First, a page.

Idiomatic Go

Opinionated Idiomatic Go style guide

Posted by Krystian Wojcicki on Monday, May 21, 2018 Tags: Dead   3 minute read

WIP this is a living document and you can expect frequent changes to it.

Github repo for example of these best practices

Personally I quite enjoy coding in Go. However, for my own projects I prefer Java/Python primarily due to sheer power of the built in functionality. I can go crazy with one liners using map, filter, reduce and lambdas everywhere. This however results in code that cannot be understood a few weeks after being written. As said in multiple quotes by multiple people, code is read more often than it is written. Crazy functions with syntax sugar every while fun to write and look impressive are the source of many frustrations. Solutions to the same problem in Java/Python will look vastly almost as if they were solving separate problems. While coding standards can be put into place they have to be upheld, updated and are a pain in the ass during code reviews. This in my mind is why Go is so successful for enterprise projects. It requires you to adhere to the built in style and limits the basic operators that can be used. This results in code that readable for you as well as your future coworkers.

With that being said Google’s style guide is a great start, there are certain places which it could be improved or expanded upon. This page will take a look at my opinionated styleguide for Go.

In general, the preferred method or idiomatic way of writing Go is to keep it simple.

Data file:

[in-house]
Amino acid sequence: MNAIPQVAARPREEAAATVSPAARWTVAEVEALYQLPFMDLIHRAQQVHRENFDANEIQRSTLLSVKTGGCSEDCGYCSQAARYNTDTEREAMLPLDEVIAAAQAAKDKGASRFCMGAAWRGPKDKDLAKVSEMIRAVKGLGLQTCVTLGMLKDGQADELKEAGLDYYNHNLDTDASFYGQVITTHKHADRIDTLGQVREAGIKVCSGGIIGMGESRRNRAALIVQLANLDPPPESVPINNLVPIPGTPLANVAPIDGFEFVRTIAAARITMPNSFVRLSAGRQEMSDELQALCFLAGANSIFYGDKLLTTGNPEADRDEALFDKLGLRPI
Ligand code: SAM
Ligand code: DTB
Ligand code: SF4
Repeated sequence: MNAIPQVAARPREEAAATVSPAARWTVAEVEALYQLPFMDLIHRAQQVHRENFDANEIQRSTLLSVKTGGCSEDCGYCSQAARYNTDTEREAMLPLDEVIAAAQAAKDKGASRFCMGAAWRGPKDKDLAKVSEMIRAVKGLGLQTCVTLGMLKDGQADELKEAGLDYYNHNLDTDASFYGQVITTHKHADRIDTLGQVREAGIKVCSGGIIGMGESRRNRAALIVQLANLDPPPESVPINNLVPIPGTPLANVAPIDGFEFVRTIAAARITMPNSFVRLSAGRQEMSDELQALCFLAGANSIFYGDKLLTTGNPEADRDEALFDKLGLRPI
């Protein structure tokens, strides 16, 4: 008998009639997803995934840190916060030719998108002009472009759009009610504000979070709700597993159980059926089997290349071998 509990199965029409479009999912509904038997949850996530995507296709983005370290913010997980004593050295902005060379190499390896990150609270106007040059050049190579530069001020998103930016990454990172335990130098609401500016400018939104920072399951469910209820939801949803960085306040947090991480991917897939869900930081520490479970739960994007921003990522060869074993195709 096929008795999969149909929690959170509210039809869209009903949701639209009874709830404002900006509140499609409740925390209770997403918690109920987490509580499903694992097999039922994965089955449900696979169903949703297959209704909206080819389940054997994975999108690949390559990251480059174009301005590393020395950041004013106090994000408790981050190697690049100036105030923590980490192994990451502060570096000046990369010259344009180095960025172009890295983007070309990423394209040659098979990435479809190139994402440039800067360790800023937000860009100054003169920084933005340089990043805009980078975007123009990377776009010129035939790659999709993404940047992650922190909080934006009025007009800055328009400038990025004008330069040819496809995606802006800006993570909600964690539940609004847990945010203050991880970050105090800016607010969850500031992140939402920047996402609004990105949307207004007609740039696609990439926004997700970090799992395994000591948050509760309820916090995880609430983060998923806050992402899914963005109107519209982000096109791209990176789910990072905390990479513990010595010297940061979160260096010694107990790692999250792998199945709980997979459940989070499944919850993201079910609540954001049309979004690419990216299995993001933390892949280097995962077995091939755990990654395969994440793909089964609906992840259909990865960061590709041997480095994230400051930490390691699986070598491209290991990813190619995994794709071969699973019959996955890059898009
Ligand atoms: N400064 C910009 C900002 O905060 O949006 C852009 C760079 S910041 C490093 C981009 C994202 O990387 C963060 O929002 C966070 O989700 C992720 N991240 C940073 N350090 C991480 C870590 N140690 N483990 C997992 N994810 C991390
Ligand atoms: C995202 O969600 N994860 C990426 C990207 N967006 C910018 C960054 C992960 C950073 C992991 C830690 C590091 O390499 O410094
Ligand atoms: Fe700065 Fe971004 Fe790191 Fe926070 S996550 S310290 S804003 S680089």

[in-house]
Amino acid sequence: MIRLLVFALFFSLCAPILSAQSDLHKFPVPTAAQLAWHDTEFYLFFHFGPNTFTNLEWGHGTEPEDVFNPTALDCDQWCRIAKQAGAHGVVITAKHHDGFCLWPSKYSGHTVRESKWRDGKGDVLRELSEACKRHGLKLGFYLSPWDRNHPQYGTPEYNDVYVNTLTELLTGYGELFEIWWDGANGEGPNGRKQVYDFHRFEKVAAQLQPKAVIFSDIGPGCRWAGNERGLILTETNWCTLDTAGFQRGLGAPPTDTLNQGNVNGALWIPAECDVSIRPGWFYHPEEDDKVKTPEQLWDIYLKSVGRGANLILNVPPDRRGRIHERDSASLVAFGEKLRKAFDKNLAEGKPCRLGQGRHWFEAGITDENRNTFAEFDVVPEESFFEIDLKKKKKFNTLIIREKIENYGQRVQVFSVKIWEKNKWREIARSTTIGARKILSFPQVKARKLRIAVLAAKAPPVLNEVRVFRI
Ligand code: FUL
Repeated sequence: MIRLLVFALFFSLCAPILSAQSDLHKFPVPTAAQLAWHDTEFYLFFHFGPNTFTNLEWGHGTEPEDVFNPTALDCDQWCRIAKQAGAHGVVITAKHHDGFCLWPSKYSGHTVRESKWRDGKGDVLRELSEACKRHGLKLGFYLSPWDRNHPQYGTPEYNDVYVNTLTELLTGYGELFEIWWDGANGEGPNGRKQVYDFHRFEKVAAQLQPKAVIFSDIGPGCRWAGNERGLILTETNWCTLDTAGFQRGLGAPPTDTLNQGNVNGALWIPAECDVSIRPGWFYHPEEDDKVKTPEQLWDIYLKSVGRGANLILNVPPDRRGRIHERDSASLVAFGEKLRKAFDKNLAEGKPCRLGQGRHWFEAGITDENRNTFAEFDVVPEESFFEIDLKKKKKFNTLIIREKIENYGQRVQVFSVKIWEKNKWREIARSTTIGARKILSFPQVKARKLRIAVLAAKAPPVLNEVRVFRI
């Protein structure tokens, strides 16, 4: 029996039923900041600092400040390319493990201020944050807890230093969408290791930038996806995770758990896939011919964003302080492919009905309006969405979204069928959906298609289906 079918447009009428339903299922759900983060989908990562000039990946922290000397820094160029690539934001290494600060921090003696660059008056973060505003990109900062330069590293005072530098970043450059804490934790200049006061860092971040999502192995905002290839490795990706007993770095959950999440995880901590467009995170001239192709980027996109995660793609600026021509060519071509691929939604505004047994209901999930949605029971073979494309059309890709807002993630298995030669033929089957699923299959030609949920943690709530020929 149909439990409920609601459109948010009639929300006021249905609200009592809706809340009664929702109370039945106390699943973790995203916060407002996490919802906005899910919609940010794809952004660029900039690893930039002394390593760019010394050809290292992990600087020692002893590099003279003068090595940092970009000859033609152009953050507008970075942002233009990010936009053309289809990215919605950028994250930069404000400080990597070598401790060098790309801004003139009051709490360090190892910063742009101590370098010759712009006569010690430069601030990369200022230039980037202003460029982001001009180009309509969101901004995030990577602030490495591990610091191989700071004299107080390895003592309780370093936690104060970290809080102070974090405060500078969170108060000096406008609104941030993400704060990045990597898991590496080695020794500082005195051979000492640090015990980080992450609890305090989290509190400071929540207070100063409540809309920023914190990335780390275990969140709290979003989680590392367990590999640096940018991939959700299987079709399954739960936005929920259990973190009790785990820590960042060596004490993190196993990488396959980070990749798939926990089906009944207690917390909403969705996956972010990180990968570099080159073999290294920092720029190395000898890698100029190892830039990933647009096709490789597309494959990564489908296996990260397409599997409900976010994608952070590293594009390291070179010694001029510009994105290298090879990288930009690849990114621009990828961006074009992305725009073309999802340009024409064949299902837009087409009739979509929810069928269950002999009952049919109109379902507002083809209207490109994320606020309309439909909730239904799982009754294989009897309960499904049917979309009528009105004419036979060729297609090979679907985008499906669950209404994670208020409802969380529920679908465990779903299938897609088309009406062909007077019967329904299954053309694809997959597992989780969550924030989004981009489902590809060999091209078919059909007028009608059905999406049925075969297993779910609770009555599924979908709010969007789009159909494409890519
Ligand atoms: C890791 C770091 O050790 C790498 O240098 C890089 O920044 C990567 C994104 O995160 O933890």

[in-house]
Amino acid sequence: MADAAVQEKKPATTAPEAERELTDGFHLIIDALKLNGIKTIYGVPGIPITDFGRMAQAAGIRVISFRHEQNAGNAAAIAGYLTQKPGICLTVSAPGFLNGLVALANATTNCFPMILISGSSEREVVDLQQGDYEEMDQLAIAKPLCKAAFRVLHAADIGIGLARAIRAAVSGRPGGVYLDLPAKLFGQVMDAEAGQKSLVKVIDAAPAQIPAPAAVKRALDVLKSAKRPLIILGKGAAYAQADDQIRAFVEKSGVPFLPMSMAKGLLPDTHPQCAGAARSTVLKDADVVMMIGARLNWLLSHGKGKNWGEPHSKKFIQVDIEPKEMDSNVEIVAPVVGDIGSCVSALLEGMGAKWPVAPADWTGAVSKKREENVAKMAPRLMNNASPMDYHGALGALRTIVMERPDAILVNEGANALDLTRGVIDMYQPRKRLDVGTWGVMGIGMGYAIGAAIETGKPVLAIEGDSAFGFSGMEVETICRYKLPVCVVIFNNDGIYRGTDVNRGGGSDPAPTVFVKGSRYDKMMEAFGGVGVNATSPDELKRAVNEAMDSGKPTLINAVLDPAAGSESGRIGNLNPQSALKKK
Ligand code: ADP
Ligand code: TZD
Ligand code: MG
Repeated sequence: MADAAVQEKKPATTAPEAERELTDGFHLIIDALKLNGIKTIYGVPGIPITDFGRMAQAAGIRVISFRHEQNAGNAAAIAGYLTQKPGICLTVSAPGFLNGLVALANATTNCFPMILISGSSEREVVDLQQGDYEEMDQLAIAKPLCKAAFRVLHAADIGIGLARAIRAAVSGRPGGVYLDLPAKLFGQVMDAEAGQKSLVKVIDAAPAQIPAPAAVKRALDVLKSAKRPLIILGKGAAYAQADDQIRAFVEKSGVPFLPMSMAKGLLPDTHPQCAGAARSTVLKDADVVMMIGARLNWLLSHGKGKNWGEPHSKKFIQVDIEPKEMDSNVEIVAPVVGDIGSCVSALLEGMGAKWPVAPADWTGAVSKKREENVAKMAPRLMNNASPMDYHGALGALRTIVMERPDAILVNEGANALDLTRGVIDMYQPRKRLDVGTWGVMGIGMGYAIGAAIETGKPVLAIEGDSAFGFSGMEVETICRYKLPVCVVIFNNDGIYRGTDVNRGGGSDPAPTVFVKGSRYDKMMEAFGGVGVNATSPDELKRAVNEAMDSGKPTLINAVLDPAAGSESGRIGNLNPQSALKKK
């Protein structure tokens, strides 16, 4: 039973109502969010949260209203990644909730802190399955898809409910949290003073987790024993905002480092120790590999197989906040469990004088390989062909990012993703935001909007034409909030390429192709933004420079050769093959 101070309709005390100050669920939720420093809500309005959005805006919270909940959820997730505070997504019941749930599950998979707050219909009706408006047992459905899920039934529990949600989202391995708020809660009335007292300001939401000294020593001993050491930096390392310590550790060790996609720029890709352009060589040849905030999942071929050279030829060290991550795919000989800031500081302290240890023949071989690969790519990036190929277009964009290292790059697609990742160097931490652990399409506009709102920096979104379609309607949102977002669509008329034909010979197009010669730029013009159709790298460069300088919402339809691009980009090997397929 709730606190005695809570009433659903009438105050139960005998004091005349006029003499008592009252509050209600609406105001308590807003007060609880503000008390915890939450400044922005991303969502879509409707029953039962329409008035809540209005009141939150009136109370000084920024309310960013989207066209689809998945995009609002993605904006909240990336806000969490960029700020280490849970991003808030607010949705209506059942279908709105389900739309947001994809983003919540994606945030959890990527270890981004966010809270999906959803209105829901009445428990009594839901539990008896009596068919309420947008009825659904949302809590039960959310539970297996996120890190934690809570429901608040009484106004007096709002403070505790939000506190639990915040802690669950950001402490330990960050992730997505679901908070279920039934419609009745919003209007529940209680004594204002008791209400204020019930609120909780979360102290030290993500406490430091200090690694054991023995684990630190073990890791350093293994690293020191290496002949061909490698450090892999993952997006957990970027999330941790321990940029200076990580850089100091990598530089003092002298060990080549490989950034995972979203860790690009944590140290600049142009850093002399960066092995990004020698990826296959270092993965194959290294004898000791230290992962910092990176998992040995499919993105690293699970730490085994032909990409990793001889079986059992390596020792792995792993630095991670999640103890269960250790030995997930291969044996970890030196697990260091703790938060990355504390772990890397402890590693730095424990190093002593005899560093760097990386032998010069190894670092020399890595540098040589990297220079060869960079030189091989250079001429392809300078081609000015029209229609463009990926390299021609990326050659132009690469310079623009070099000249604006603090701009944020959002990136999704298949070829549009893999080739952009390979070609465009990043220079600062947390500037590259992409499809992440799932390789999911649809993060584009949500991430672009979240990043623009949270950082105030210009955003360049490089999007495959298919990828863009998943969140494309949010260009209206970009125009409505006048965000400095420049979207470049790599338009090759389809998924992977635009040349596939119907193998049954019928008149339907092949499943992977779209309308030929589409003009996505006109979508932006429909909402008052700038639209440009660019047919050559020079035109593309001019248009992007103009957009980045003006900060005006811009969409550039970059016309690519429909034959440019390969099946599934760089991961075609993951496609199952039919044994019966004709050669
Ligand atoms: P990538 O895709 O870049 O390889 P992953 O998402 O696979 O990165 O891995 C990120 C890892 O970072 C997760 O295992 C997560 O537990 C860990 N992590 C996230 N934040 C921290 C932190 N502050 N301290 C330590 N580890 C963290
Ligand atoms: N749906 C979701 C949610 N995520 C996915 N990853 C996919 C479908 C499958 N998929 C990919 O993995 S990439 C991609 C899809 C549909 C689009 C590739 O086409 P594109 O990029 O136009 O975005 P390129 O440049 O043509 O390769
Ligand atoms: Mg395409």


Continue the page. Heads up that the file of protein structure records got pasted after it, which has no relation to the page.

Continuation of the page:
Errors and general logging

Firstly do properly logging no more fmt.Println(), instead migrate over to a logging library like logrus.

Secondly error messages should start with a lowercase letter and should not end with a ‘.’, the same applies to log messages.

Mutex hat

Package naming

Packages should have lower case names and be relatively short and self explanatory.

Try to avoid using generic names such as helper/utils/package.

Package structure

In general it is quite easy to combine packages together, on the other hand splitting up packages can be quite combersome.

Prefer many small packages each with their own responsibility (SRP).



While defer is super helpful and often times the most intuitive tool you have to solve a problem, in my experience it is also the cause of many difficult bugs to catch.

Proper usage of defer can be challenging and there are many gotchas

In addition for small performance gains consider removing defer when used for trivial cases such as the following:

func getCat(id int) (cat){
	defer mutex.Unlock()
	return cats[id]

Structure initialization

When initializing a structure use named structs, helps with code reviews and in general the codes readability

params := request.Params{
	URL: "",
	Method: "Post",
	Headers: map[string]string{"Authentication": "a123abc"},
	Body: body,